The UK’s Medicines and Healthcare Products Regulatory Agency had received 79 reports of thrombosis associated with low platelets by 31 March, of which 44 were CVST.12 Of these 79 cases, 51 (13 fatal) were in women and 28 (six fatal) in men. So far all of the UK cases have occurred after the first dose. The risk was higher in the younger age groups, starting at 1.1 serious harm events for 100 000 immunised people among those aged 20-29 years and falling to 0.2/100 000 in those aged 60-69. For comparison, in women taking hormonal contraceptives the risk of thrombosis is about 60/100 000 person years and risk of fatal pulmonary embolism is about 1/100 000.1314 In most adult age groups, the benefits of the AstraZeneca vaccine far outweigh the risks. The exception is the 20-29 year age group, for which the risk-benefit equation is more finely balanced when community transmission is low.

At the time of writing, six cases of serious thrombosis with thrombocytopenia had been reported after the use of the Johnson & Johnson (Janssen) covid-19 vaccine. To date about seven million doses of this vaccine have been administered in the US, and rollout has been paused pending review of the data.15 The Janssen vaccine has not yet been licensed in the UK, although 30 million doses are on order.16

There is still much we do not know about thromboses potentially linked to covid-19 vaccination, and much of the information used by the regulatory authorities in forming their opinions has not been made public. Regulatory agencies in Europe and the UK have acted with commendable swiftness, but they must publish not only their conclusions but also their data and analyses.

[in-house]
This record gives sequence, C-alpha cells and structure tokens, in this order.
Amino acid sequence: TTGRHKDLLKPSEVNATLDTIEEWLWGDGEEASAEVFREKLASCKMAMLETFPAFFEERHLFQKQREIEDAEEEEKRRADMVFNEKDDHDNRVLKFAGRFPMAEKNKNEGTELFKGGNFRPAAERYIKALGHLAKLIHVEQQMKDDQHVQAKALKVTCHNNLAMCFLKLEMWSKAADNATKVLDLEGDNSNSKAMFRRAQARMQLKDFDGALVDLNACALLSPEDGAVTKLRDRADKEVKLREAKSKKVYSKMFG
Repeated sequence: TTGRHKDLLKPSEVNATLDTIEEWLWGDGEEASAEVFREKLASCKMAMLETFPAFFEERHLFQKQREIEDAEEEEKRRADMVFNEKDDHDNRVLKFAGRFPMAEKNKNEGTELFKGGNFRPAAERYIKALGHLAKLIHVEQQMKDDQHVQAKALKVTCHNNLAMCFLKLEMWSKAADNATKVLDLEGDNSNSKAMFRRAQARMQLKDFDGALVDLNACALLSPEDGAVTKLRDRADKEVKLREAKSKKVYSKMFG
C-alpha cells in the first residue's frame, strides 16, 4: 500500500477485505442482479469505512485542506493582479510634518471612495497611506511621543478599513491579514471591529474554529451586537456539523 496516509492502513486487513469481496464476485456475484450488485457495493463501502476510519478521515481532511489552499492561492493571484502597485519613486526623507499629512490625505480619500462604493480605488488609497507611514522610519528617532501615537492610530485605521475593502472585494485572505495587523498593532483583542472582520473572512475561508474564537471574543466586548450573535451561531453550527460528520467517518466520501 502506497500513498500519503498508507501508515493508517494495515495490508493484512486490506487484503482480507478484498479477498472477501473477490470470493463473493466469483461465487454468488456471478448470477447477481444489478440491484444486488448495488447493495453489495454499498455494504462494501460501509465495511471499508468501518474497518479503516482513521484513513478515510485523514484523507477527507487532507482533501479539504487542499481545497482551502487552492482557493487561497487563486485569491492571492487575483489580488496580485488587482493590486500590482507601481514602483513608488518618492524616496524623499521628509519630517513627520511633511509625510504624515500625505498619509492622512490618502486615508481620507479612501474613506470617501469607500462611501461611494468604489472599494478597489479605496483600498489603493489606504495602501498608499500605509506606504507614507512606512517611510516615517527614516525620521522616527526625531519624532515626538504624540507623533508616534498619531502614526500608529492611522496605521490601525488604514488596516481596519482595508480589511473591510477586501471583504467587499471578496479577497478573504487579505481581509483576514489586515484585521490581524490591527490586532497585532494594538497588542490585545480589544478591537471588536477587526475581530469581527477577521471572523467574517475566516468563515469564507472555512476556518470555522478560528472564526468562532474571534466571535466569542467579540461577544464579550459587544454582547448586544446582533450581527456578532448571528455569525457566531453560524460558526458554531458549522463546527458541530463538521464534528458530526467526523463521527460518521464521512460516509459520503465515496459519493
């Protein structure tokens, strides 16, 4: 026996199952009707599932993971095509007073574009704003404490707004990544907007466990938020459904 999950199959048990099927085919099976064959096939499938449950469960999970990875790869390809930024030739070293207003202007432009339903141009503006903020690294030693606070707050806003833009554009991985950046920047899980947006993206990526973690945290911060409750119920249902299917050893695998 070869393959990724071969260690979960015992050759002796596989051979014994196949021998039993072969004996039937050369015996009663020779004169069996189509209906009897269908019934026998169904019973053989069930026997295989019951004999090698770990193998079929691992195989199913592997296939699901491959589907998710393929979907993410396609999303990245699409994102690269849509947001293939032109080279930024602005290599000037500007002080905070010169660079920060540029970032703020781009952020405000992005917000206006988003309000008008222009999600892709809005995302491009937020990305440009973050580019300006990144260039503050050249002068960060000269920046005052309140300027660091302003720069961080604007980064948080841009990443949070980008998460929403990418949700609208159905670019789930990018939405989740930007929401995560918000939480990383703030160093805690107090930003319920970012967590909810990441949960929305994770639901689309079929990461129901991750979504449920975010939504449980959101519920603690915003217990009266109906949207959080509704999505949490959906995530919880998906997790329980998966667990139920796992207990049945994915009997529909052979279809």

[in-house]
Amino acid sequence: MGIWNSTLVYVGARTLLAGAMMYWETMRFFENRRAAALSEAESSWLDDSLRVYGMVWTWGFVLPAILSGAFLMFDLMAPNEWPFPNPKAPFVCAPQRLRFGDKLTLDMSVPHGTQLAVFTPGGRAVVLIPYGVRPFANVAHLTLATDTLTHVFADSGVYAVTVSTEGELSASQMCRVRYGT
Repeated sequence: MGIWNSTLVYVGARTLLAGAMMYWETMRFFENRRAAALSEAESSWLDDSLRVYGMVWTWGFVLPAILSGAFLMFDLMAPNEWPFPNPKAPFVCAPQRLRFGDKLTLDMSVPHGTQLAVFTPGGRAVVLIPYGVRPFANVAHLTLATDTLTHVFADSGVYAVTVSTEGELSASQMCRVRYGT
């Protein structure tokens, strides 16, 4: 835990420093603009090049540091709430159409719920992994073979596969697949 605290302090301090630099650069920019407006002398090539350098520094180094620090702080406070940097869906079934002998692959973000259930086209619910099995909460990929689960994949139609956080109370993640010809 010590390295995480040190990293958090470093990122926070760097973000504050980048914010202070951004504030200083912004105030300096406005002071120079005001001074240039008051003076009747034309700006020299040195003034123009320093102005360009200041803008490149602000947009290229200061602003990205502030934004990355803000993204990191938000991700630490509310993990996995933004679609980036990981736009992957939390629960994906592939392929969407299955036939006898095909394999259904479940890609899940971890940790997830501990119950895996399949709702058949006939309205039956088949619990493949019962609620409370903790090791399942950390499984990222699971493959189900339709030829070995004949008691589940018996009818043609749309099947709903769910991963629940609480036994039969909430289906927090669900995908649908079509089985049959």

It remains the case that the benefits of the AstraZeneca vaccine far outweigh the risks for all adult age groups, especially when the potential for long covid is considered. People should accept vaccination when it is offered but seek medical advice if they develop the symptoms listed by Public Health England (box 1).12 If this issue delays the rollout of vaccines or stops some people accepting vaccination, many more preventable deaths could occur. The best covid-19 vaccine available is the one you can get today.

Box 1

Symptoms of concern: Public Health England 12

  • A new, severe headache which is not helped by usual painkillers or is getting worse

  • A headache that seems worse when lying down or bending over

  • An unusual headache that may be accompanied by:

    • Blurred vision, nausea, and vomiting

    • Difficulty with your speech

    • Weakness, drowsiness, or seizures

    • New, unexplained pinprick bruising or bleeding

    • Shortness of breath, chest pain, leg swelling, or persistent abdominal pain

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Footnotes

  • Competing interests: The BMJ has judged that there are no disqualifying financial ties to commercial companies. PRH is funded by the National Institute for Health Research Health Protection Research Unit (NIHR HPRU) in Emergency Preparedness and Response at King’s College London in partnership with Public Health England (PHE) and collaboration with the University of East Anglia. The views expressed are those of the author and not necessarily those of the NHS, the NIHR, UEA, the Department of Health, or PHE. The BMJ policy on financial interests is here: https://www.bmj.com/sites/default/files/attachments/resources/2016/03/16-current-bmj-education-coi-form.pdf.

  • Provenance and peer review: Commissioned; not externally peer reviewed.

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References